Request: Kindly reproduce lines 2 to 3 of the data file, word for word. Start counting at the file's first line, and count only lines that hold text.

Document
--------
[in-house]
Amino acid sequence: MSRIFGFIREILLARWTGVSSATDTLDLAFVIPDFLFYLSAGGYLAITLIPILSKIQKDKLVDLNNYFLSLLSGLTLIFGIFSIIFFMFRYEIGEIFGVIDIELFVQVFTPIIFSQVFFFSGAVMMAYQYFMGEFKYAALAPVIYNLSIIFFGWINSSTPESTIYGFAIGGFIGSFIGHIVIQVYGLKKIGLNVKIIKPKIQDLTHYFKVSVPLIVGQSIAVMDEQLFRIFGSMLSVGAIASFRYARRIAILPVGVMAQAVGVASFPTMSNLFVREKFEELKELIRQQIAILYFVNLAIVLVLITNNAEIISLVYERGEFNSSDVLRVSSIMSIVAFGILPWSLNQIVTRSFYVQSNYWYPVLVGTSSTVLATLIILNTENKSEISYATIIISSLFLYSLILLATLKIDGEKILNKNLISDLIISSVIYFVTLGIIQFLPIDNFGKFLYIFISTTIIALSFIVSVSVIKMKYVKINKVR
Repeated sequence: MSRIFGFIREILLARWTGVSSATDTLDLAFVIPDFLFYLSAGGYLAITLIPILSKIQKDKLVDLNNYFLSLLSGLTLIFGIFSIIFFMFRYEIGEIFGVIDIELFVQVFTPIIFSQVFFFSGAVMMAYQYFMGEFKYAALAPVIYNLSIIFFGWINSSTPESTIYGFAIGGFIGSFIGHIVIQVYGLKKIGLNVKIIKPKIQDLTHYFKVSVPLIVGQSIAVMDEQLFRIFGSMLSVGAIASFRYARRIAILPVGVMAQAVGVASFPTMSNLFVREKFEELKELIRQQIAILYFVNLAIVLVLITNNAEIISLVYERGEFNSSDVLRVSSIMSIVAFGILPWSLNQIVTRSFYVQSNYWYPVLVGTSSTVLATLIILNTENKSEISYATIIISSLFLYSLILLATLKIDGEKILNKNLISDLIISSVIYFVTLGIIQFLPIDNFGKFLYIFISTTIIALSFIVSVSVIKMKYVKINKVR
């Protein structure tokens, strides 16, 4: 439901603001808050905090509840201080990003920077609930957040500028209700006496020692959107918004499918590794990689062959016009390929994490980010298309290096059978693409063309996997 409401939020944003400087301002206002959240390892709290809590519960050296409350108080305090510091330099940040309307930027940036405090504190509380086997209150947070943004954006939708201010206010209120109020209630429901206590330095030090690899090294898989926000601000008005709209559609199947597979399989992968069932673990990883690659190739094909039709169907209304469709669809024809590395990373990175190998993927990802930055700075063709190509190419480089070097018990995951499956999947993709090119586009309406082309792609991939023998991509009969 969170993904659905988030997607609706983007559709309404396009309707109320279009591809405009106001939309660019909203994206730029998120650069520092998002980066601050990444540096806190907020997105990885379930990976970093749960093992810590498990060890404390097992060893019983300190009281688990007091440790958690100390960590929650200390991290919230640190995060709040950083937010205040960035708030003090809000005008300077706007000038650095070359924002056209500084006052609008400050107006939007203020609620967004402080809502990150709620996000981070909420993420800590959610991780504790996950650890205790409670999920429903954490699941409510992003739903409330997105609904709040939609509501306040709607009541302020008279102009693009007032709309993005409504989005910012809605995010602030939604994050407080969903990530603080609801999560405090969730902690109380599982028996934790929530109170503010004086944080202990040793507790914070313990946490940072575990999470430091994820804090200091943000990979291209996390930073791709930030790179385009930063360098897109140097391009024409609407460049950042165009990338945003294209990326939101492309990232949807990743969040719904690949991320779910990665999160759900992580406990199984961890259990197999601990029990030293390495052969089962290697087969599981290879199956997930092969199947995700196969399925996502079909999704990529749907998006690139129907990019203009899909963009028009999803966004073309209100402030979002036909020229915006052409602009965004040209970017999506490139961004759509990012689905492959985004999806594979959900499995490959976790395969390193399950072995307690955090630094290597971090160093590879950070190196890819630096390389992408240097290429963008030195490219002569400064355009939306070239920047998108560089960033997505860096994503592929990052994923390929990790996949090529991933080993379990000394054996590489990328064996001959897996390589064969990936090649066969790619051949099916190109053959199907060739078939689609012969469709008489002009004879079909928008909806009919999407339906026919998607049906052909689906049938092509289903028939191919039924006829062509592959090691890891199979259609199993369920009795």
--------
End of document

Amino acid sequence: MSRIFGFIREILLARWTGVSSATDTLDLAFVIPDFLFYLSAGGYLAITLIPILSKIQKDKLVDLNNYFLSLLSGLTLIFGIFSIIFFMFRYEIGEIFGVIDIELFVQVFTPIIFSQVFFFSGAVMMAYQYFMGEFKYAALAPVIYNLSIIFFGWINSSTPESTIYGFAIGGFIGSFIGHIVIQVYGLKKIGLNVKIIKPKIQDLTHYFKVSVPLIVGQSIAVMDEQLFRIFGSMLSVGAIASFRYARRIAILPVGVMAQAVGVASFPTMSNLFVREKFEELKELIRQQIAILYFVNLAIVLVLITNNAEIISLVYERGEFNSSDVLRVSSIMSIVAFGILPWSLNQIVTRSFYVQSNYWYPVLVGTSSTVLATLIILNTENKSEISYATIIISSLFLYSLILLATLKIDGEKILNKNLISDLIISSVIYFVTLGIIQFLPIDNFGKFLYIFISTTIIALSFIVSVSVIKMKYVKINKVR
Repeated sequence: MSRIFGFIREILLARWTGVSSATDTLDLAFVIPDFLFYLSAGGYLAITLIPILSKIQKDKLVDLNNYFLSLLSGLTLIFGIFSIIFFMFRYEIGEIFGVIDIELFVQVFTPIIFSQVFFFSGAVMMAYQYFMGEFKYAALAPVIYNLSIIFFGWINSSTPESTIYGFAIGGFIGSFIGHIVIQVYGLKKIGLNVKIIKPKIQDLTHYFKVSVPLIVGQSIAVMDEQLFRIFGSMLSVGAIASFRYARRIAILPVGVMAQAVGVASFPTMSNLFVREKFEELKELIRQQIAILYFVNLAIVLVLITNNAEIISLVYERGEFNSSDVLRVSSIMSIVAFGILPWSLNQIVTRSFYVQSNYWYPVLVGTSSTVLATLIILNTENKSEISYATIIISSLFLYSLILLATLKIDGEKILNKNLISDLIISSVIYFVTLGIIQFLPIDNFGKFLYIFISTTIIALSFIVSVSVIKMKYVKINKVR